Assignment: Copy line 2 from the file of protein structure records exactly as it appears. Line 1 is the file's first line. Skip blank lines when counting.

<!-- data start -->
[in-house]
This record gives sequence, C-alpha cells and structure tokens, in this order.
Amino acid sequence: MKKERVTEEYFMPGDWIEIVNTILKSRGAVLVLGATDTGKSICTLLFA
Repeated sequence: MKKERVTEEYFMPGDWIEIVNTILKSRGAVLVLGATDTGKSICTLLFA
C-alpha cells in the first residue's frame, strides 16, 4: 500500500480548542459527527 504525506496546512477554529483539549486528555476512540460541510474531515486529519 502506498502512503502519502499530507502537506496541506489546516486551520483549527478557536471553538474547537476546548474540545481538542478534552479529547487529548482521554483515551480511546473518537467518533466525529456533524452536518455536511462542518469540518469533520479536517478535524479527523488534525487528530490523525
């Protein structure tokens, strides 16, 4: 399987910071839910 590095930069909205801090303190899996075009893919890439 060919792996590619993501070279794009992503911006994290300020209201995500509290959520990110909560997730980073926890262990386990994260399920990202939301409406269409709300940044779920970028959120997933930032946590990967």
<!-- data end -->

This record gives sequence, C-alpha cells and structure tokens, in this order.